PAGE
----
Posted 23 October 2014
Personal Fierce Thoughts by Donald Hutera
“There’s a dedicated informality about Fierce Festival that I find very appealing. Here are some words about my 24+ hours in Birmingham tracking
Saturday Night October 4
I arrived in Brum on Saturday night only semi-adequately prepared to wend my way to a venue (The Edge) new to me in a part of town (beyond Bullring in a southerly direction?) to which I’d never been. Thank you, man behind glass at Moor Street station, and, even more, woman at info desk at National Express for helping me find the fest hub on Cheapside in Digbeth. Nocturnal streets, mainly deserted save for the skateboarders just outside the venue doing their thing on a fallen-down bit of wall. A chicken factory nearby, too (I could tell by the smell) and, later, a rat scurrying across the road…
What I happily witnessed at The Edge was New York soloist Narcissister. The peculiar and politically-charged joy of transformation. Film routines alternating with two live ‘turns.’ A lithe, shapely-skinny woman whose face we never saw. A mask-wearer in voluminous costuming. A quick-change artist. The garb bulks her up. The masks-upon-masks hide as they reveal. She’s all-woman but also, when she wants to be, all-man. (Nothin’ like a prosthetic penis or a cardboard cut-out scrotum…) The basket as a symbolic container. Vaseline to grease the possibilities of expression. She’s young, she’s old, she’s kinda perfect… She’s black, she’s Arab, she’s white, she’s everything and anything in-between. She’s a living doll(s. The climax: nearly-naked, she sports a giant Afro containing bangles, heels and a smart little yellow purse while pulled from lower ‘orifi’ is a transparent tube top, skirt and scarf. All of which she dons and is this ready to face (or not) the world!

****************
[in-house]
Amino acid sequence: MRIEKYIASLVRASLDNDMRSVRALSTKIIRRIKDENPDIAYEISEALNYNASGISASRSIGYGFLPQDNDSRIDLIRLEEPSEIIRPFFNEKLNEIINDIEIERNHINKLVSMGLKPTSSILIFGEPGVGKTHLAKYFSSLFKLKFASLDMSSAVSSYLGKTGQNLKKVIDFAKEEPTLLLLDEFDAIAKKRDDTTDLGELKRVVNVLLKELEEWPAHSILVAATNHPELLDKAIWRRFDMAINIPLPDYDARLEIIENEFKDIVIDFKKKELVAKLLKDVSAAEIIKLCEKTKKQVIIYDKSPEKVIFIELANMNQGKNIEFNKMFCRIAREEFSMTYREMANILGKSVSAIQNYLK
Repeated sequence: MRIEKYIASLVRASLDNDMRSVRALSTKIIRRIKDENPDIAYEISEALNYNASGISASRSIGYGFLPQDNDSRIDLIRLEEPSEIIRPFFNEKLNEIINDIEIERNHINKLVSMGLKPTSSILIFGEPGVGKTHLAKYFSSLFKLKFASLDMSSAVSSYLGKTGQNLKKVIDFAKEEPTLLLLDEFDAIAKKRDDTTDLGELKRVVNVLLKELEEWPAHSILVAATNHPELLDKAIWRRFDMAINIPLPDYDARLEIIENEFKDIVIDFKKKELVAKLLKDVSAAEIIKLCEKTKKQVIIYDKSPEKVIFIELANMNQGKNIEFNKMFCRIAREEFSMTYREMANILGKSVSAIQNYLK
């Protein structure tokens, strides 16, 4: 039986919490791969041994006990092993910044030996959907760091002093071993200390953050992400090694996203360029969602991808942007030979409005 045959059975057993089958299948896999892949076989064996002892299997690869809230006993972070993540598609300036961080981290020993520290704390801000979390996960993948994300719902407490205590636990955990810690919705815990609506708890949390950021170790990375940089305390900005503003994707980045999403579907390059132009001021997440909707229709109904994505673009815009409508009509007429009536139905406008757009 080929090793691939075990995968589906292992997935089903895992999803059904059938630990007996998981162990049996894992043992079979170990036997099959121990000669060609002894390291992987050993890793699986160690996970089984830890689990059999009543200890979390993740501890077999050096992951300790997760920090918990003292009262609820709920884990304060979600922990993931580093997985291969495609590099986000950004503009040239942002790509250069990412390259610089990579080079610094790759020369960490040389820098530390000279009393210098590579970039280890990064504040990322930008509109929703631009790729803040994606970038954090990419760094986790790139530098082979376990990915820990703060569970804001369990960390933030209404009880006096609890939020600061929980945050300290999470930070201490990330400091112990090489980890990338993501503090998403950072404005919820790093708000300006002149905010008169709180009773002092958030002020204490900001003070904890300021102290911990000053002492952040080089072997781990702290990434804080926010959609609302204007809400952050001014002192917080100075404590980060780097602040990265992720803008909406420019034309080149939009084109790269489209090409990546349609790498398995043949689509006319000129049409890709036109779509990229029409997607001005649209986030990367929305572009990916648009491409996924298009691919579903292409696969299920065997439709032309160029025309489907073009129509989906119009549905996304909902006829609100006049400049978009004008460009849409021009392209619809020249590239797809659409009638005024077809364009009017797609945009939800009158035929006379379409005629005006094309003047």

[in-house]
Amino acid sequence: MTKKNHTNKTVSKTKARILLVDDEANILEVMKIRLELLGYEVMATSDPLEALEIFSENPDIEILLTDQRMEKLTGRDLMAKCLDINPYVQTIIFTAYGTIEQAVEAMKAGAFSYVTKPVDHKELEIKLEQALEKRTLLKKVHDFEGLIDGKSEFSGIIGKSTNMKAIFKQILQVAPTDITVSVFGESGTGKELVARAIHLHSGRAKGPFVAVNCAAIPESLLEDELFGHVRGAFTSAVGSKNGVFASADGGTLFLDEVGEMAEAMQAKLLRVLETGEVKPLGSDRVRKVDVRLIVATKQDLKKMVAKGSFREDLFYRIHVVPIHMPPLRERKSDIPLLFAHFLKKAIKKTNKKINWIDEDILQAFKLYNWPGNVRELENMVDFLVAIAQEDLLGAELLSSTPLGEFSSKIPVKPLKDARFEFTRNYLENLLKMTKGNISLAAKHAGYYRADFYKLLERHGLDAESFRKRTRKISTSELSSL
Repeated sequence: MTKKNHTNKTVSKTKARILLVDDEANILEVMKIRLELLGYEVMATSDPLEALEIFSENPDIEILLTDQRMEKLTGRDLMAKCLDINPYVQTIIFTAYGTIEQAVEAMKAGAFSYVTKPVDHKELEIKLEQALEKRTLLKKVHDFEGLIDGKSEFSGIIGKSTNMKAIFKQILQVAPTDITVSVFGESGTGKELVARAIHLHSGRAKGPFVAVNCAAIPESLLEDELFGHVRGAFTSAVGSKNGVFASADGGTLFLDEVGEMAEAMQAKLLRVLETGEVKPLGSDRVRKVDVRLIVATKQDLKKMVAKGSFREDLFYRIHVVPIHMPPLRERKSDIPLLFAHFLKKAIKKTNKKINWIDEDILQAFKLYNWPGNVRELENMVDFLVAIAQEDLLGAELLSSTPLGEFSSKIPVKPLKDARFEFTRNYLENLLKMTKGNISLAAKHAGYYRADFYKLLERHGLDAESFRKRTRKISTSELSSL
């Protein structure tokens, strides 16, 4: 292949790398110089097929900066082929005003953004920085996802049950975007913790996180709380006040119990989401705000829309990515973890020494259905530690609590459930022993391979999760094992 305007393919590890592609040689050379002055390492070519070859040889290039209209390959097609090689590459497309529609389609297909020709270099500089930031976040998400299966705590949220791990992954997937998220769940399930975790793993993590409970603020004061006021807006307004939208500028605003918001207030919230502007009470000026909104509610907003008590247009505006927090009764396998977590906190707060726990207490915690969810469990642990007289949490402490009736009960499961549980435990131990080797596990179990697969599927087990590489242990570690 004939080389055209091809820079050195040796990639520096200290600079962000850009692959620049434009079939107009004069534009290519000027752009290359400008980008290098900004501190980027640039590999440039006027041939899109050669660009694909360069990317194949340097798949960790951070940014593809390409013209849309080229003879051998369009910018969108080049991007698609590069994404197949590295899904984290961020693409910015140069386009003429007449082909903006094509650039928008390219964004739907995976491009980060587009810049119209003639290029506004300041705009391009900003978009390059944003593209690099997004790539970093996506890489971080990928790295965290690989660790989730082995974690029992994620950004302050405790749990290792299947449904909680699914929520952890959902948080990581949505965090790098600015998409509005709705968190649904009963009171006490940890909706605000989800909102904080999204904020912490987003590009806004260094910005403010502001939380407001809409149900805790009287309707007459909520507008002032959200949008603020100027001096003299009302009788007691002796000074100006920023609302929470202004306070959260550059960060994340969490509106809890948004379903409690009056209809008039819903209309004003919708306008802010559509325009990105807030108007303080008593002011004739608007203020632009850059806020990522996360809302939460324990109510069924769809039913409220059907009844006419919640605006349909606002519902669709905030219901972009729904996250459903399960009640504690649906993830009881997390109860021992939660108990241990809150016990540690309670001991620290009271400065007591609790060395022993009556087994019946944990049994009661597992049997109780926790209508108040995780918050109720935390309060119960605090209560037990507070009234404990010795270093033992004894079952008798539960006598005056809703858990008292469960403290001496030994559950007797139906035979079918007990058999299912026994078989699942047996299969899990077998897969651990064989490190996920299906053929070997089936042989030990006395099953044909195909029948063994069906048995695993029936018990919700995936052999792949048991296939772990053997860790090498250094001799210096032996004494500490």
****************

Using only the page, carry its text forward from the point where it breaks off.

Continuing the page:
Sunday, all day, October 5
Officially I start this leisurely yet replete day with Tania El Khoury’s Gardens Speak in the A.E. Harris Factory. I don’t want to give away too much about this installation-performance, especially because it continues right through to the end of the festival. What can I say? It’s an earthy, quiet quest. This touching work will, I suspect, stay with me. It carries with it an aura of grief; a sad anger about the effects of injustice on the ‘other side of the world’ is brought that much closer thanks to the experience. Someone died on November 28, 2102. That story is in my head now; a life no longer lived was/is on my skin. I got to write something, and I got to lightly cleanse a part of me…
A resonant work, then. As was Sarah-Jane Norman’s Concerto No. 3 in the (hard to find, I have to say, at least by me) Birmingham Conservatoire. I almost gave up on this. (Would better signage have helped?) Glad I didn’t. What I saw/heard: a portly man at a piano in a low-lit recital hall. One of several players, as it turns out, taking it in shifts to ‘tackle’ the ivories. The music – Rachmaninov, although I didn’t know this having read next to nada in advance – was halting at times, and at others lilting. There was a mike dipping into the body of the piano, catching an echo from the playing. The effect? Timeless, as in somehow out-of-time. And sort of sleep-inducing although I didn’t really nod out, meaning I kept listening as my head and upper body fell into a slumberous position. I so liked this listening. What quickened my appreciation was reading the hand-out afterwards of Norman’s brilliantly written musings on failure and family and her own would-be child prodigy status, and fear and fearlessness and (my interpretation) the present-day scaling of a difficult piece of music as some kind of warts-and-all Everest. A reclamation. I also enjoy use of the term ‘post-virtuoso.’